BASF moves into insecticides


BASF is not thought of as an insecticide company, but that’s about to change with its expected 2019 launch of Sefina for the control of piercing and sucking insects in potatoes. The active ingredient, Inscalis, will also appear in a product to be called Versys for other fruits and vegetables. 


“This product will rapidly stop aphid feeding and give extended control for two to three weeks,” explained Scott Hodgins, crop manager, horticulture, BASF Canada. He was speaking at the company’s Knowledge Harvest event in London, Ontario on February 1.  


“This is a new chemical class and unique mode of action with no cross-resistance to existing chemistry,” he continued. 


Inscalis, the new active ingredient is from the pyropene chemistry class (group 9D). It works by disorienting the insect, which then dehydrates and starves. It is effective against aphids and whiteflies. 


The product is safe for pollinators and beneficial insects, a key environmental consideration. Sefina and Versys will be compatible in integrated pest management programs. To date, tank mix partners have not been announced.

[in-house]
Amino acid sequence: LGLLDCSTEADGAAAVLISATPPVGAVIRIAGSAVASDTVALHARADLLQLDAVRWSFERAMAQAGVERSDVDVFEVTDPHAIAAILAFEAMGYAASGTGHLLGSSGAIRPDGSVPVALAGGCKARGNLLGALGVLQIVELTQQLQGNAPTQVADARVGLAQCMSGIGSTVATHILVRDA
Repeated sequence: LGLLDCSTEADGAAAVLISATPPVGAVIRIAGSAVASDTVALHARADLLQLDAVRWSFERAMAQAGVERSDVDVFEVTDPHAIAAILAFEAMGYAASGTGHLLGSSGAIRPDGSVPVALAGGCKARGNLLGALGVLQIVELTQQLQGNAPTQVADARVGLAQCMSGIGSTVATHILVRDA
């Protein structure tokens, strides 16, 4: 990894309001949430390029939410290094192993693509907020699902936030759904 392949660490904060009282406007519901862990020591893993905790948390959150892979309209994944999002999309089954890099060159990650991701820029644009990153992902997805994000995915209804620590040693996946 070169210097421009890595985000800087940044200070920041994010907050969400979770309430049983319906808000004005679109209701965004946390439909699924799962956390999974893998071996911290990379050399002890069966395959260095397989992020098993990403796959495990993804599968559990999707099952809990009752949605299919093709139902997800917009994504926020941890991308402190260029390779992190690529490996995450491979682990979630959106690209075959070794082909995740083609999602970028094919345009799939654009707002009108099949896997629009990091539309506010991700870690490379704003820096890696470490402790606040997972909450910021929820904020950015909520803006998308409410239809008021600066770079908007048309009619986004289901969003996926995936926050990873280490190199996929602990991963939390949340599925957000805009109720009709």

The dossier was submitted for registration to both American and Canadian regulatory authorities in April 2016. For the 2018 season, BASF Canada has applied for research authorization trials for Sefina in potatoes and soybeans and for Versys in pome and stone fruit in anticipation of formal launch in 2019. 


BASF has applied for registrations in CG 4-13 leafy vegetables, CG 5-13 Brassica head and stem vegetables, CG 8-09 fruiting vegetables, CG 9 cucurbit vegetables, CG 11-09 pome fruits, CG 12-09 stone fruits, CSG 22B leaf petioles vegetables and tree nuts. 

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Publish date: 
Friday, February 2, 2018

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